I don’t care much for Joaquin Phoenix. Still, I’m surprised he isn’t in the running for “Her,” which is almost a one-man show. Maybe he could’ve taken Christian Bale’s slot; Bale already has an Oscar and while he’s fine in the film, he doesn’t really show us much that’s new.

Best actress:  
Amy Adams — “American Hustle” 
Cate Blanchett — “Blue Jasmine” 
Judi Dench — “Philomena” 
Sandra Bullock — “Gravity” 
Meryl Streep — “August: Osage County”

I’m not surprised by any of the nominees except for Amy Adams. She’s a good surprise. I think she’s hugely deserving. A bad surprise is that both Emma Thompson (“Saving Mr. Banks”) and, again, Louis-Dreyfus didn’t make the cut.  But I don’t know whom I’d toss to get their names on the list.

But it comes to this: everyone except Adams already has an Oscar (in Streep’s case, multiple Oscars).  A nomination would have been more of a career boost for Louis-Dreyfus. Thompson already has an Oscar or two, too, so maybe her snub doesn’t matter as much.  It’s just that she’s very, very good.

Best supporting actor:  
Barkhad Abdi — “Captain Phillips” 
Bradley Cooper — “American Hustle” 
Jonah Hill — “The Wolf of Wall Street” 
Jared Leto — “Dallas Buyers Club” 
Michael Fassbender — “12 Years a Slave”

I’m not all that happy with these nominations. Applause for Fassbender and Leto.  But Cooper has done much better work than he does in “American Hustle;” Abdi is more of a fluke (see Hanks above); and Jonah Hill’s on-going career is a mystery to me.  I enjoyed him in “Superbad,” but that’s been few years.  Either his parents are very connected or he…maybe somebody’s got a, well, crush on him. I can’t go any further than that in a mainstream publication.

Who got left out? Try Chris Cooper (“August: Osage County”) and Gandolfini, as I mentioned. Or John Goodman, who’s phenomenal in the otherwise odious “Llewyn Davis.” Or Peter Sarsgaard in “Blue Jasmine.” Or even George Clooney for “Gravity” (again, his performance helped Bullock’s immeasurably).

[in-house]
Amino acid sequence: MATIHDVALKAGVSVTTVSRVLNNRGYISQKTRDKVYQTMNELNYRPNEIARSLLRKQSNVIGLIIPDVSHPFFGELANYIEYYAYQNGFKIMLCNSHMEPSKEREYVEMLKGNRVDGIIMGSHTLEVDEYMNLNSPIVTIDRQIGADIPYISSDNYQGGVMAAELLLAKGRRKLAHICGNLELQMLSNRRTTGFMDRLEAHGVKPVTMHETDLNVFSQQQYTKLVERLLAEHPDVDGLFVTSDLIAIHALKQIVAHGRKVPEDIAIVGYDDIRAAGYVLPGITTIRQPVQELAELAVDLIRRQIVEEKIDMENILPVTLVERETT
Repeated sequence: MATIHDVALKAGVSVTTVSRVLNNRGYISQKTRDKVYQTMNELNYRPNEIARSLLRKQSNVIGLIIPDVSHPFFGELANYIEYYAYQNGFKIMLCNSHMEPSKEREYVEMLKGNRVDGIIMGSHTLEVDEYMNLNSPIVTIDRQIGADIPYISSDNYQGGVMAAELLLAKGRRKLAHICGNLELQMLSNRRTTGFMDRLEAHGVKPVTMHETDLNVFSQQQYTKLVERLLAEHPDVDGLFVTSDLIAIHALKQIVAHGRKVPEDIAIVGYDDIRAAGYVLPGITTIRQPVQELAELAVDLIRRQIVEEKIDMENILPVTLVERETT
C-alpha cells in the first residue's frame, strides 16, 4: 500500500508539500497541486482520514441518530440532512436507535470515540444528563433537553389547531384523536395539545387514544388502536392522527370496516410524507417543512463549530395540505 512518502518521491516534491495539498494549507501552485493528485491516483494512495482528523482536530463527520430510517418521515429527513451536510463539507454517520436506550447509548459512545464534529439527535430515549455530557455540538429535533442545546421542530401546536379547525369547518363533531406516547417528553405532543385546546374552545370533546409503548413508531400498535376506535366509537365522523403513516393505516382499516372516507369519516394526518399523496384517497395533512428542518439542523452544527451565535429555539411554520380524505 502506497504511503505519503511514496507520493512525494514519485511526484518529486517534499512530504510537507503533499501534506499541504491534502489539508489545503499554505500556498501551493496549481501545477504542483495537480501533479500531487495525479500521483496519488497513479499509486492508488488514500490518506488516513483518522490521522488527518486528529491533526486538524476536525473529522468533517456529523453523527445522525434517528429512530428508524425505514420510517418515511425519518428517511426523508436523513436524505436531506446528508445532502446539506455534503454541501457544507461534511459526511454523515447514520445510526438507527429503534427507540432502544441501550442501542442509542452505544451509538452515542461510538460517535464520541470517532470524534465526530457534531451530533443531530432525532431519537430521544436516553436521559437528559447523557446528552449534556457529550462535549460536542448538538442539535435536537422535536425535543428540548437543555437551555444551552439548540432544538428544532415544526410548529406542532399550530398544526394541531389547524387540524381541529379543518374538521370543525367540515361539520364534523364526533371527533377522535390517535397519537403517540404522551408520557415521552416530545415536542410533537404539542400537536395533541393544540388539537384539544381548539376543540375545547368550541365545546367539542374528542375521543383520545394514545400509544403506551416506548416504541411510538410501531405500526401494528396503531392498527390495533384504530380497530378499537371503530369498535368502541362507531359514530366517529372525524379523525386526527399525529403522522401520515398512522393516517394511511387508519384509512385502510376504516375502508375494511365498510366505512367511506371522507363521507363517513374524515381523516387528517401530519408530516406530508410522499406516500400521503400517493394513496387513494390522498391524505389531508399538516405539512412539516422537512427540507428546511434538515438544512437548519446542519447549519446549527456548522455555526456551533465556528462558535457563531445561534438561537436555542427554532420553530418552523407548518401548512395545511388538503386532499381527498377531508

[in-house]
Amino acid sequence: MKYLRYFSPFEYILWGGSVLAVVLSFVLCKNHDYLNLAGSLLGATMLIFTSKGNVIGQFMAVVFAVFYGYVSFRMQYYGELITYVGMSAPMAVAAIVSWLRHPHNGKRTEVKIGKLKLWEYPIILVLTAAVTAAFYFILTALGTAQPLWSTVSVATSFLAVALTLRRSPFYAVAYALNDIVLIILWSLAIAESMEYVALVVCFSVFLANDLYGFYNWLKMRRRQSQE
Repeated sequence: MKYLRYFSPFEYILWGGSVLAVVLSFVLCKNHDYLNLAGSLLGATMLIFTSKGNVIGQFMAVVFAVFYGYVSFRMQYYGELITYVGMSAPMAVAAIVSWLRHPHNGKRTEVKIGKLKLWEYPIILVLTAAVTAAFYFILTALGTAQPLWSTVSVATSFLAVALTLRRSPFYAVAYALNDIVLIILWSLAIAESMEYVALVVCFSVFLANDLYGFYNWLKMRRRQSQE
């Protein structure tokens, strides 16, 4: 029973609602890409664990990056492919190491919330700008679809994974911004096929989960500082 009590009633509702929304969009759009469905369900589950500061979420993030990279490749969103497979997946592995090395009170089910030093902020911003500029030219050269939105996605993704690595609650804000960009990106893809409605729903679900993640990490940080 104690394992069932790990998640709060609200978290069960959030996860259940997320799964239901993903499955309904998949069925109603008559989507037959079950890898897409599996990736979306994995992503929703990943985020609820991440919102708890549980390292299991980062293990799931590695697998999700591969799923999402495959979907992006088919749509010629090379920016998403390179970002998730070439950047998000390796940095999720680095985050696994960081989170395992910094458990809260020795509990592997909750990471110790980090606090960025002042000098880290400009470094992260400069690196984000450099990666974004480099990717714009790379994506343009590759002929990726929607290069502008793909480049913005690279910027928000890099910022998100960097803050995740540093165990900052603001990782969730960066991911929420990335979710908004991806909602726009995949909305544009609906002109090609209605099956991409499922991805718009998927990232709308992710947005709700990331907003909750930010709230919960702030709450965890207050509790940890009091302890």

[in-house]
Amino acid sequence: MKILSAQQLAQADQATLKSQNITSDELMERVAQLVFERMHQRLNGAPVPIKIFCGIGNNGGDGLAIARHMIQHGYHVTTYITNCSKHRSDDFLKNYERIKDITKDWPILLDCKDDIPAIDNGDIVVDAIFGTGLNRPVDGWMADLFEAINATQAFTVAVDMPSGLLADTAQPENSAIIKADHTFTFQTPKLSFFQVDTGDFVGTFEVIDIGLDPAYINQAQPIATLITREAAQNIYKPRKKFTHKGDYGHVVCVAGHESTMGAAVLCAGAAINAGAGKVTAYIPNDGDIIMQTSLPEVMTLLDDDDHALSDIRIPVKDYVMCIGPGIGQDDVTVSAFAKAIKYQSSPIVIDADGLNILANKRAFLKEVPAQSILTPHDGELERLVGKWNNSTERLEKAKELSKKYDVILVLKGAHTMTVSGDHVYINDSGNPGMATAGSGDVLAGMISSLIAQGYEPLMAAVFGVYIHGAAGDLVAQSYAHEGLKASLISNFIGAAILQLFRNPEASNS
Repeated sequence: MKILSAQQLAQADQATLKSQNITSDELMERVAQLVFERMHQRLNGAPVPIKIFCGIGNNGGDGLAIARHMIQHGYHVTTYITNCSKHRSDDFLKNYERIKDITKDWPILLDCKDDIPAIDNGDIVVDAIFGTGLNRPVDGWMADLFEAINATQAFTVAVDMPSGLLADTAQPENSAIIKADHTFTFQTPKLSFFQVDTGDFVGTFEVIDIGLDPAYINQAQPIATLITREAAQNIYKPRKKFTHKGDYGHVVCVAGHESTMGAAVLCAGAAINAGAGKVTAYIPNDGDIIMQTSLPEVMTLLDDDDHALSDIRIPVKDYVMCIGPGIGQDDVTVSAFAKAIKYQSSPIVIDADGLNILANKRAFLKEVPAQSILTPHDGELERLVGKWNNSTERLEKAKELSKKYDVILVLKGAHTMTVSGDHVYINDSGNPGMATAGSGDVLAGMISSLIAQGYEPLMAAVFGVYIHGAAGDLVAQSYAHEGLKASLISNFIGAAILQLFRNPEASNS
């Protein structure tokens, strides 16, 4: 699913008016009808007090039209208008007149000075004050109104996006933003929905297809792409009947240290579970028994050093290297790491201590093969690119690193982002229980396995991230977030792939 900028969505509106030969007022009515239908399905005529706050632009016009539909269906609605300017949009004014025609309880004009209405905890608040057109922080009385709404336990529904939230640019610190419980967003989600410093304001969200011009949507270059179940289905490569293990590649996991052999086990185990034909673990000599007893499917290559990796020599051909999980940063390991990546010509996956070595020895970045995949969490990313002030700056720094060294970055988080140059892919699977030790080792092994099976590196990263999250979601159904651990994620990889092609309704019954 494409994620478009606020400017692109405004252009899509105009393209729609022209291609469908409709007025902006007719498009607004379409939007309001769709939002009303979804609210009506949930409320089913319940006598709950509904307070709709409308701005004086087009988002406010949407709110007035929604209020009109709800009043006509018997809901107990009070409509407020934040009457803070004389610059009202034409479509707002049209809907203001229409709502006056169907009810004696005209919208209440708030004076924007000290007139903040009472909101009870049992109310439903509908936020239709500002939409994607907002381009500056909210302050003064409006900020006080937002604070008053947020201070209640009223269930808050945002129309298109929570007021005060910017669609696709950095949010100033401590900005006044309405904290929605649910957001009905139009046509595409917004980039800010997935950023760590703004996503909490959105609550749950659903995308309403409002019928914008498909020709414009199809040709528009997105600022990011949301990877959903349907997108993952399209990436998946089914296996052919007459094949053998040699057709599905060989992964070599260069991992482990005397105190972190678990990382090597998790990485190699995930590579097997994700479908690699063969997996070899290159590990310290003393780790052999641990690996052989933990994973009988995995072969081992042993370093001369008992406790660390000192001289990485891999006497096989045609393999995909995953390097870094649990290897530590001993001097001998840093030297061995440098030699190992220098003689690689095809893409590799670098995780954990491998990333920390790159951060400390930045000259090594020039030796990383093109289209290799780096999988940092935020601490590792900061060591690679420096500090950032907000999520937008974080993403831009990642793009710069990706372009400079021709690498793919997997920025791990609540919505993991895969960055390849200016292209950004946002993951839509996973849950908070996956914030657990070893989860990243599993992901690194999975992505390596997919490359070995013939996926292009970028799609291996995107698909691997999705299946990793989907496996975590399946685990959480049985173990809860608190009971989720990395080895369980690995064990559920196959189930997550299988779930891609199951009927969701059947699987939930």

Best supporting actress:  
Jennifer Lawrence — “American Hustle” 
Lupita Nyong’o — “12 Years a Slave” 
June Squibb — “Nebraska” 
Julia Roberts — “August: Osage County” 
Sally Hawkins — “Blue Jasmine”

Sally Hawkins’ nomination is the smartest thing Oscar did this year. And even if Lawrence did win Best Actress last year, she’s so good I wouldn’t mind her making it a double play by going home a winner in a different category. Roberts is fine, but her co-star, Margo Martindale, is better.

Octavia Spencer is better in “Fruitvale Station” than she is in “The Help,” for which she won her Supporting Oscar. I also think Scarlett Johansson’s voice-only work in “Her” is pretty sensational.

But I’m glad the Academy didn’t fall for either Margot Robbie (“The Wolf of Wall Street”) or Jennifer Garner (“Dallas Buyer’s Club”), both of whom had plum Oscar-ready roles, but couldn’t pull them off.

The show airs Sunday, March 2. Look for lots of talk-show appearances between now and then and lots of pontificating along the lines of, well, what I just did.

Finally, one early complaint: Hey, I like “12 Years a Slave,” but I don’t like the new ads that play Dr. King’s “I Have a Dream” speech over the clips. Some things Hollywood shouldn’t tread on. Just shameless.

Eleanor Ringel, Movie Critic, was the film critic for the Atlanta Journal-Constitution for almost 30 years. She was nominated multiple times for a Pulitzer Prize. She won the Best of Cox Critic, IMAGE Film & Video and Women In Film awards. An Atlanta native, she graduated from Westminster and Brown University. She was the critic on WXIA’s Noonday, a member of Entertainment Weekly's Critics Grid and wrote TV Guide’s movie/DVD. She is member of the National Society of Film Critics and currently talks about movies on WMLB and writes the Time Out column for the Atlanta Business Chronicle.

0 replies

Leave a Reply

Want to join the discussion?
Feel free to contribute!

What are your thoughts?